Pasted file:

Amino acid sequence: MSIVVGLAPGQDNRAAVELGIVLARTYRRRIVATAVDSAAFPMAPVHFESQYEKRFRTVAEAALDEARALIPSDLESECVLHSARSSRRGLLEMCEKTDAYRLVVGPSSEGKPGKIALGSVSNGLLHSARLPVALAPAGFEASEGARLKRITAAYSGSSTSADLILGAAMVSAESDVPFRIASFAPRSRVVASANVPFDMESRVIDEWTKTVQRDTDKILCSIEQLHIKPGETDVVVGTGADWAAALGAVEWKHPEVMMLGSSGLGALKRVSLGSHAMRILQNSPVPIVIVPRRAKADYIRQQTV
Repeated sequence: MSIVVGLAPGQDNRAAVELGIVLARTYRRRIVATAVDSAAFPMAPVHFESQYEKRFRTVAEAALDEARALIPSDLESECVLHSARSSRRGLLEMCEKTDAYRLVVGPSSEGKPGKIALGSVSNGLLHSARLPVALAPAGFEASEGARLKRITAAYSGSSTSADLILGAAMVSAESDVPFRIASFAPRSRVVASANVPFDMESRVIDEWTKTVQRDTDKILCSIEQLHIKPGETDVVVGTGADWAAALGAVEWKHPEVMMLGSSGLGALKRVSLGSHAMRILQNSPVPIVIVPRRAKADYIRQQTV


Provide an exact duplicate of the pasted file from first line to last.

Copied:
Amino acid sequence: MSIVVGLAPGQDNRAAVELGIVLARTYRRRIVATAVDSAAFPMAPVHFESQYEKRFRTVAEAALDEARALIPSDLESECVLHSARSSRRGLLEMCEKTDAYRLVVGPSSEGKPGKIALGSVSNGLLHSARLPVALAPAGFEASEGARLKRITAAYSGSSTSADLILGAAMVSAESDVPFRIASFAPRSRVVASANVPFDMESRVIDEWTKTVQRDTDKILCSIEQLHIKPGETDVVVGTGADWAAALGAVEWKHPEVMMLGSSGLGALKRVSLGSHAMRILQNSPVPIVIVPRRAKADYIRQQTV
Repeated sequence: MSIVVGLAPGQDNRAAVELGIVLARTYRRRIVATAVDSAAFPMAPVHFESQYEKRFRTVAEAALDEARALIPSDLESECVLHSARSSRRGLLEMCEKTDAYRLVVGPSSEGKPGKIALGSVSNGLLHSARLPVALAPAGFEASEGARLKRITAAYSGSSTSADLILGAAMVSAESDVPFRIASFAPRSRVVASANVPFDMESRVIDEWTKTVQRDTDKILCSIEQLHIKPGETDVVVGTGADWAAALGAVEWKHPEVMMLGSSGLGALKRVSLGSHAMRILQNSPVPIVIVPRRAKADYIRQQTV